(1) The child acquires both abilities at the same time. In this case we would expect to see two developmental stages. In the first the child can make no predictions. In the second she can make a full range of predictions about people whose beliefs and desires are different from her own.

(2) The child first acquires the ability to take the output off-line, and then acquires the ability to provide the system with pretend input. In this case we would expect three developmental stages. In the first, the child can make no predictions. In the second, she can only make predictions about her own behavior or about the behavior of people whose beliefs and desires are identical to hers. In the third, she can make the full range of predictions.

(3) The child first acquires the ability to provide the system with pretend inputs, and then acquires the ability to take the output off-line. In this case, too, we would expect three developmental stages. The first and last stages are the same as those in (2), but in the middle stage the child can play-act but not make predictions.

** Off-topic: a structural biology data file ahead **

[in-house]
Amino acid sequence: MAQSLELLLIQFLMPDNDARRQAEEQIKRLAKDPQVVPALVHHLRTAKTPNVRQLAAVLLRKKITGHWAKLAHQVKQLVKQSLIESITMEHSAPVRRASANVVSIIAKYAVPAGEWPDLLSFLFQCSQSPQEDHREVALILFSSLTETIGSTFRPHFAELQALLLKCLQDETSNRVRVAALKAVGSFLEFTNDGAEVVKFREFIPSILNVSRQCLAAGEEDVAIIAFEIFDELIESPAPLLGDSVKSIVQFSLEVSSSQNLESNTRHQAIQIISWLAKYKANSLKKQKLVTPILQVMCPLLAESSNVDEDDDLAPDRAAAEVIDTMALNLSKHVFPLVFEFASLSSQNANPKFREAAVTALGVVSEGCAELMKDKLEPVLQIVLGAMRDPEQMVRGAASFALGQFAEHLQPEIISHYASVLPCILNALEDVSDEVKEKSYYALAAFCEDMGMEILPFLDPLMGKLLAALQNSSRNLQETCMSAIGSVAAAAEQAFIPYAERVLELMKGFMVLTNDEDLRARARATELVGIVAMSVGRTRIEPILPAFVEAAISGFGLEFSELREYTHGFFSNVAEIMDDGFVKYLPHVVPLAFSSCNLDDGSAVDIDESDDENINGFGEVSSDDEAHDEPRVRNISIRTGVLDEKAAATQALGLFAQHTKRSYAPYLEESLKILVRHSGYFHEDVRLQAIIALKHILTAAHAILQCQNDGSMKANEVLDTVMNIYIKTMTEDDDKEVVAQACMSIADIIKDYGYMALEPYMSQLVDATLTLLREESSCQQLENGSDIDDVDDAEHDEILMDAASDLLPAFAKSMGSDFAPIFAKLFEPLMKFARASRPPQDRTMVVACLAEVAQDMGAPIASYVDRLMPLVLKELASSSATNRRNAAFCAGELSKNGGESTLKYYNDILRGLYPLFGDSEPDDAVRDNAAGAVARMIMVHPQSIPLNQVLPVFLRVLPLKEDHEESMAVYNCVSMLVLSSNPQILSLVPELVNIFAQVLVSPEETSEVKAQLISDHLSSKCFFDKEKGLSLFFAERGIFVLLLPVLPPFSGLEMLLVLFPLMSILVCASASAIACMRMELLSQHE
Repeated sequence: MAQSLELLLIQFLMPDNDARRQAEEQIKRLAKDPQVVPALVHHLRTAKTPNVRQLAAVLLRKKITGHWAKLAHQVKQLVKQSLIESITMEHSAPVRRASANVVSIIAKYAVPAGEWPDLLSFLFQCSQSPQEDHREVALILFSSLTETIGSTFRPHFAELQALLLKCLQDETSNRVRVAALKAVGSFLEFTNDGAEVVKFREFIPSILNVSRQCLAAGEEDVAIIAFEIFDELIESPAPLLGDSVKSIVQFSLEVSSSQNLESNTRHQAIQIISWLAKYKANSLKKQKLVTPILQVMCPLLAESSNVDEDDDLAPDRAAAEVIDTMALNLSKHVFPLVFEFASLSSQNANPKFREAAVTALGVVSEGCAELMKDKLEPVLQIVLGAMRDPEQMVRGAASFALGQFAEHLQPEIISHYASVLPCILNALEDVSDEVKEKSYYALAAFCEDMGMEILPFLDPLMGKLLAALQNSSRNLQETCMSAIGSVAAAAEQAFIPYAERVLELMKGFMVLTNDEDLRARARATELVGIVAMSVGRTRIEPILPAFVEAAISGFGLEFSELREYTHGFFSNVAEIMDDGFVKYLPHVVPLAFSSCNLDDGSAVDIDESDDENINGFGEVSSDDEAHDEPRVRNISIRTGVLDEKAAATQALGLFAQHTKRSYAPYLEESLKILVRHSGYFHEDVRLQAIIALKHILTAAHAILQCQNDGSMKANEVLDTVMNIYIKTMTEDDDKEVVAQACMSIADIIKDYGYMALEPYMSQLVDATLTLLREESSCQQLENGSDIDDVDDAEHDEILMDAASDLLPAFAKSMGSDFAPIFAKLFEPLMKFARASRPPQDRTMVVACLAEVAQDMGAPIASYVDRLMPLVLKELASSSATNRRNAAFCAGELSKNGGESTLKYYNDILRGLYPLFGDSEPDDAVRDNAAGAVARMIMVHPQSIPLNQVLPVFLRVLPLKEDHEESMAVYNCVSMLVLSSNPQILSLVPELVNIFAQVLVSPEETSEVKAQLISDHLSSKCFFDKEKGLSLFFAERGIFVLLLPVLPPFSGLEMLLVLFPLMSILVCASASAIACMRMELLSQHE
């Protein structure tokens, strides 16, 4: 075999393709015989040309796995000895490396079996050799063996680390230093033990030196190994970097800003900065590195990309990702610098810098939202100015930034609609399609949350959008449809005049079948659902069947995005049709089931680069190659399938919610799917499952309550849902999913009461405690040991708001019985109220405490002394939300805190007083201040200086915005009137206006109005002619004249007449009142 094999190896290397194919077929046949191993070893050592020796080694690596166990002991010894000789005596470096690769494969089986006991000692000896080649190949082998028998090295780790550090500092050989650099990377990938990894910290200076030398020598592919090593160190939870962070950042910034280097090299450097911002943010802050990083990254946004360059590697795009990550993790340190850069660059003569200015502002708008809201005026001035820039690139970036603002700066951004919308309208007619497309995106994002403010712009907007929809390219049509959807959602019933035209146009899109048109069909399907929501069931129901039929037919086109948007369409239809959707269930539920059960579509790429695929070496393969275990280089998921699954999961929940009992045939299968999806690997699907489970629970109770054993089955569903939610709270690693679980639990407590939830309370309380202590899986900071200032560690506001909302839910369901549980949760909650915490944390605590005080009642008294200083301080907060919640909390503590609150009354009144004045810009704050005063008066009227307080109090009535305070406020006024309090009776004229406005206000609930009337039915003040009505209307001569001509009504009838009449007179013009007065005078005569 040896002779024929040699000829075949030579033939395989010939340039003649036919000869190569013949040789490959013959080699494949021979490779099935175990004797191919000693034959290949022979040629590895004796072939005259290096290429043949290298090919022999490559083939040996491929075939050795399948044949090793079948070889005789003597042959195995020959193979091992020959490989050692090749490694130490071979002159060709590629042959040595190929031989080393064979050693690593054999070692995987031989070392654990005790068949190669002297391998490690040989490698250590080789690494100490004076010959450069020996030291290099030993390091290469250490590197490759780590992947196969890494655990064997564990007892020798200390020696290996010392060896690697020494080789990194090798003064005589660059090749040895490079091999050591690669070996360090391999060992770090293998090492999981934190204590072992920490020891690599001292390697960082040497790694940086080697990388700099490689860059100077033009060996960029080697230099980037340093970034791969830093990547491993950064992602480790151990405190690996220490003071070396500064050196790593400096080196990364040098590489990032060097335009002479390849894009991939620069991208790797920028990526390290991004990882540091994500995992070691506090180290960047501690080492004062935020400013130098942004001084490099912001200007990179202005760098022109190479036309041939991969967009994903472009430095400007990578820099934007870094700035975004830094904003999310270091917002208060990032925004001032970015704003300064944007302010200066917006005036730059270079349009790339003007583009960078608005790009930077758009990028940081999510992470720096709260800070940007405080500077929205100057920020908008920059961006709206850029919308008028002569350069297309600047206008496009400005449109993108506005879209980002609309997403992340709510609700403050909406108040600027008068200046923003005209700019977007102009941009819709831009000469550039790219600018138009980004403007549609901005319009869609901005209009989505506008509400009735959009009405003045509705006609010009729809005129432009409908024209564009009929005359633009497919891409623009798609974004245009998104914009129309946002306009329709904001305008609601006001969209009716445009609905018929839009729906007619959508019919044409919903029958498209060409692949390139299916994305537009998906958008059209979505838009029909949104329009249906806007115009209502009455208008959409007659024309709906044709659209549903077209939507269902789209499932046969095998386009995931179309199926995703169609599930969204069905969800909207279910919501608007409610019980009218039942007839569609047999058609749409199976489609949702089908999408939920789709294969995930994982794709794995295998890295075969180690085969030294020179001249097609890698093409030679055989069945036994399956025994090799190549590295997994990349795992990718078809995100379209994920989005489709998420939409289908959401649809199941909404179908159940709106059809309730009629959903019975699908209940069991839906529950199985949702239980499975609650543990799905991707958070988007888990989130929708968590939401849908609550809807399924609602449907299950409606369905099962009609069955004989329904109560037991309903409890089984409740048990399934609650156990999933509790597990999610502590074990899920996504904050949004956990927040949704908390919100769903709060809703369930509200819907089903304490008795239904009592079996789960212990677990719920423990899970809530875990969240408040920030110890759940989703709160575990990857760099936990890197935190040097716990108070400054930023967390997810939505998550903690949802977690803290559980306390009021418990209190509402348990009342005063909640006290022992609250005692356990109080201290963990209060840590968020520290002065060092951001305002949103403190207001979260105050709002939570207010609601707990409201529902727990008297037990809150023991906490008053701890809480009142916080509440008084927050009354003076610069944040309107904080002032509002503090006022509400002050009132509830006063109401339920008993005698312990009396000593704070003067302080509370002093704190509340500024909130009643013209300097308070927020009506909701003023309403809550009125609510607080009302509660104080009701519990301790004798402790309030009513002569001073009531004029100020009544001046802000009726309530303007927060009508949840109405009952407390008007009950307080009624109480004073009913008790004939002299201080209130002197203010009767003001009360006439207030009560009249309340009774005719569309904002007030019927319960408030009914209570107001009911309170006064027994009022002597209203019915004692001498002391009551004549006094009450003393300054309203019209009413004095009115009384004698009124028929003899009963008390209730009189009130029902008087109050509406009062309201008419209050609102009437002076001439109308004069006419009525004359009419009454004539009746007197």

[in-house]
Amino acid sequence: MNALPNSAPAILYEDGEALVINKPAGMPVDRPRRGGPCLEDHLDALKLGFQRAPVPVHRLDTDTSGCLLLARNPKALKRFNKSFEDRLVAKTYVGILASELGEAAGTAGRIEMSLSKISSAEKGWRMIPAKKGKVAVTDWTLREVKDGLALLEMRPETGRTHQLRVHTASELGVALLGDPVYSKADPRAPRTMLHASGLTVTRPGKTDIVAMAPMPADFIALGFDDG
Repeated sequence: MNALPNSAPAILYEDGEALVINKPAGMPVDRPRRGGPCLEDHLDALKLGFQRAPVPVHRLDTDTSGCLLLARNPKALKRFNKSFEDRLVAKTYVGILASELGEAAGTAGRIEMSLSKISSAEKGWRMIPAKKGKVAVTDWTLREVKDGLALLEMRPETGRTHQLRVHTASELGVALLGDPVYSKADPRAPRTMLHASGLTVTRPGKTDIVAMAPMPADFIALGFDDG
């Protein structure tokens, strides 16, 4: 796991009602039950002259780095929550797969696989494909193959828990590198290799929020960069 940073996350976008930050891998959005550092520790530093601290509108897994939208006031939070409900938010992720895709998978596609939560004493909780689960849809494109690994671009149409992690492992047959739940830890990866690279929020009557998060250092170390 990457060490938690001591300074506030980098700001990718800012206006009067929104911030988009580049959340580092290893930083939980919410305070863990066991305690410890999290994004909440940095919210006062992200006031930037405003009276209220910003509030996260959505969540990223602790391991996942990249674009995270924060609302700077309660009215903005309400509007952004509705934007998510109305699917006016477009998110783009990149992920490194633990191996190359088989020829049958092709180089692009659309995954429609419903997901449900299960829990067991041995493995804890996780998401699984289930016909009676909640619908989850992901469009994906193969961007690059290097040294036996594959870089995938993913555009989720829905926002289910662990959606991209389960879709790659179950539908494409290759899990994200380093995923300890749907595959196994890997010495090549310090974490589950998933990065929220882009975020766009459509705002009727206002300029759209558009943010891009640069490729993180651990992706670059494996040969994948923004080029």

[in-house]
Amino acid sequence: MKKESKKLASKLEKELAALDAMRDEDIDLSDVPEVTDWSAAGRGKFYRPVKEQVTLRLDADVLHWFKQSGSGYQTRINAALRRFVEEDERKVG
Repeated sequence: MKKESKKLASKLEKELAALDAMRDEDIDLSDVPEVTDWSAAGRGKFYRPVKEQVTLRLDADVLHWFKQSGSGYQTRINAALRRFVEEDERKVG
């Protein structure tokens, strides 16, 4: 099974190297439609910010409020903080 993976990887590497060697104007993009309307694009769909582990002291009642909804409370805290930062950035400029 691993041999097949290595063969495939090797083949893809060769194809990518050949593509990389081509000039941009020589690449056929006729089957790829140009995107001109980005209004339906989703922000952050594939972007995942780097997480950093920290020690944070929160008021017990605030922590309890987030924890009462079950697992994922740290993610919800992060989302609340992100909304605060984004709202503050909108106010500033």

Now let's return to the Maxi experiment. Which of these developmental scenarios do the children in these experiments exhibit? At first blush, it might be thought that the pattern Gordon reports is much the same as the one set out in scenario (2). But that would be a mistake. The younger children - those who are giving the wrong answers - are not predicting that Maxi would do what someone with their own beliefs and desires would do. For they have no desire to get the chocolate, nor to deceive the gluttonous brother. Those are Maxi's desires, not theirs. If anything, it would appear that these children are half way between the second and third stages of scenario (2): they can feed "pretend" desires into the decision making system, but not "pretend" beliefs. Of course none of this shows that the off-line simulation theory is false. It is perfectly compatible with the theory to suppose that development proceeds as in (2), and that the transition from the second to the third stage proceeds in two sub-stages - desires first, and then beliefs. (This pattern is sketched in Figure 4.) But it is, to say the least, something of an exaggeration to say that the off-line simulation theory "predicts" the experimental results. The most that can be said is that the theory is compatible with the observed developmental pattern, and with lots of other patterns as well.(9)